If you think flying sucks now, just wait. Every annoying and dehumanizing aspect of air travel is going to get worse and there’s no end in sight. As if to illustrate just how maxed out our air travel system has become we’ve had two major airlines, Delta and Southwest, see their computerized reservation systems crash in the last six weeks. Southwest saw their system go down in July and Delta snarled airports with a computer crash last week. Thousands of people suddenly found themselves stranded. Airports were jammed with people and terminals were blocked by planes that couldn’t take off.
Those of you who can remember when air travel was a luxury have watched the experience of flying degrade gradually over the years. For many young people today the horror of modern day air travel is the only reality they’ve ever known. The whole flying experience is similar to the proverbial frog in a slowly heating pan of water. We tolerate the modern horror of air travel because the annoyance factor and fees have been turned up gradually over the years. The reason almost every aspect to air travel is going to get worse is that the main factors driving those painful changes are going to remain in place for the indefinite future.
Lack of Competition
Airline consolidations now mean that 85% of passenger travel in the U.S. is now in the hands of just four airlines. Consolidation means airlines are trying to do more with fewer people and that means more reliance on automation. That also means fewer alternatives when airlines get silly with seat sizes and extra fees. To make up the profits lost to M&A, airlines are delaying investments in technology and modernization, which is why Delta is still dependent on an aging reservation system operating in Atlanta.
Lack of Alternatives
When it comes to traveling long distances the only real choices you have are flying or driving. Passenger rail service in America is, quite frankly, a disgrace. I still believe in the potential of passenger rail service but I no longer have confidence that Amtrak is the organization to manage it. Outside a handful of areas in the Northeast corridor, rail service in the U.S. is so bad it’s a sick joke that’s not funny anymore.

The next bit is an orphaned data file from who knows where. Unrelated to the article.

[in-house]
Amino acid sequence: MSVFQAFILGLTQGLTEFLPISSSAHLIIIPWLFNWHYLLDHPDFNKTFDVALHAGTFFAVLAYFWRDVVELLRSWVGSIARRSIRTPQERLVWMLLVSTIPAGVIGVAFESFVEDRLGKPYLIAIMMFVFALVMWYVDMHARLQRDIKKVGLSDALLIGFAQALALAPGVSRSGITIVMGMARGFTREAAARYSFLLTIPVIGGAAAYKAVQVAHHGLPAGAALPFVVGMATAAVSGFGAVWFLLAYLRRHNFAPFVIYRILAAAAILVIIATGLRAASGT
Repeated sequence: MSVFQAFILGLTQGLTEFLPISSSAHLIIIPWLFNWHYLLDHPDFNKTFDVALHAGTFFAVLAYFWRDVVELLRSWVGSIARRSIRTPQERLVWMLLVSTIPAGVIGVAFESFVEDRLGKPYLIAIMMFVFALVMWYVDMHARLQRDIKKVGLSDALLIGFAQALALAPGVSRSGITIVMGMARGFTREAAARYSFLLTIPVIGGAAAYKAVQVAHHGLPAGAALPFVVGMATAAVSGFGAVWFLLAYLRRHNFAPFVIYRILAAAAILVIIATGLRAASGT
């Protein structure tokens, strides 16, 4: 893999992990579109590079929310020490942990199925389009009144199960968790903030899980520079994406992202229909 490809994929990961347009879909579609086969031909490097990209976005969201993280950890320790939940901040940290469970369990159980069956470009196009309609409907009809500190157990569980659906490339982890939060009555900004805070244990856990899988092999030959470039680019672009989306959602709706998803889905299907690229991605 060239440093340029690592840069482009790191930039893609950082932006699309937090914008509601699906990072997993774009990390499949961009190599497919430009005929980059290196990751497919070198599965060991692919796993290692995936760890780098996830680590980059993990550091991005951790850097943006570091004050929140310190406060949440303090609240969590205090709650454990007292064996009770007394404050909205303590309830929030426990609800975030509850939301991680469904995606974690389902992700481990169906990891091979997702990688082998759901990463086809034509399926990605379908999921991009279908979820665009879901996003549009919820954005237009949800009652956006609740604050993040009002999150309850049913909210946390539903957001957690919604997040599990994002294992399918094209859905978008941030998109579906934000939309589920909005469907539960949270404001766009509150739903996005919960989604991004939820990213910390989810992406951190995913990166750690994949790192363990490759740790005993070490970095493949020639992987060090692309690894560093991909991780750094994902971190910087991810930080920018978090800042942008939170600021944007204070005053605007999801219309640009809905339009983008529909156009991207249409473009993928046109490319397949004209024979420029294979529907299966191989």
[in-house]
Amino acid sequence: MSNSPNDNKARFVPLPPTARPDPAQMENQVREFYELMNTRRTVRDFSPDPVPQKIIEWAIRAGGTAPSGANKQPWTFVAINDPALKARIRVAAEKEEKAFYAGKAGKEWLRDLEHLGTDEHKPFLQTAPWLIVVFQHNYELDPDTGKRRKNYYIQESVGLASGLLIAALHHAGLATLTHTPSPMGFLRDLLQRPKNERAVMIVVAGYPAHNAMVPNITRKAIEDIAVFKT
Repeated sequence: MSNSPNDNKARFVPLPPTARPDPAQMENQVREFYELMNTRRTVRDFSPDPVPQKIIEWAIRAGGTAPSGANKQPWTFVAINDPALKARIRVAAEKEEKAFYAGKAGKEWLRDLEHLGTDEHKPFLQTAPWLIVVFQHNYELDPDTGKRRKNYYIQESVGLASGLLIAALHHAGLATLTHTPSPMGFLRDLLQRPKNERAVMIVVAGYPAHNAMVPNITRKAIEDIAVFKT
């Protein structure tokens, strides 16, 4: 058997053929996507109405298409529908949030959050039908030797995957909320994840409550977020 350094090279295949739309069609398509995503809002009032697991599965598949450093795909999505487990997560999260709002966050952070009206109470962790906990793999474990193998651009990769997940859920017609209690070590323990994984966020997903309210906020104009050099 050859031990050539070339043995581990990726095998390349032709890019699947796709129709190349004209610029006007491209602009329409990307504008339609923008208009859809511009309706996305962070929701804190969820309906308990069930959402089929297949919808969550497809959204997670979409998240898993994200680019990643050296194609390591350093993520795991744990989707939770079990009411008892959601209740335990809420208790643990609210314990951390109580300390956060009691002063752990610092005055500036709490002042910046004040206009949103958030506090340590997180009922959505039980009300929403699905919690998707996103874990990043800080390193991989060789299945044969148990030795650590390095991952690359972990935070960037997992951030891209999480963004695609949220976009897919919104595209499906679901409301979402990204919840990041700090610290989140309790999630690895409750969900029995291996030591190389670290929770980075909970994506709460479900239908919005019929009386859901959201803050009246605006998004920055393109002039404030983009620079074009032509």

Lack of Regulation
If you want to see an airline exec suddenly turn superstitious, bring up the subject of airline regulation. Surprisingly, a few meager consumer protections did squeak by the airline lobbyists but substantive change to address airline fees and seat sizes was defeated.
Even The Weather
Even the weather is ganging up on air travelers. Global warming and climate change are bringing about a ten to forty percent increase in what pilots call CAT or Clear Air Turbulence. (http://www.nature.com/nclimate/journal/v3/n7/full/nclimate1866.html) It was that type of turbulence that recently landed 24 passengers aboard a JetBlue flight in the hospital. Predictive models suggest we’re in for an increase in both the frequency and severity of clear air turbulence in the years ahead. Turbulence is already the leading cause of passenger injuries during air travel and that’s only going to get worse.
When it comes to the dismal state of our travel infrastructure we have only ourselves to blame. Instead of demanding change, we tolerated first one fee, then another and another. One indignity and dehumanizing step was followed by another and still we tolerate it. The only time passengers really complain is when flights are late.
We really need to see a return of the Civil Aeronautics Board which was disbanded when airlines were deregulated. Passenger gripes will never rival the power of airline lobbyists and, sometimes, government is the only entity big enough to level the playing field.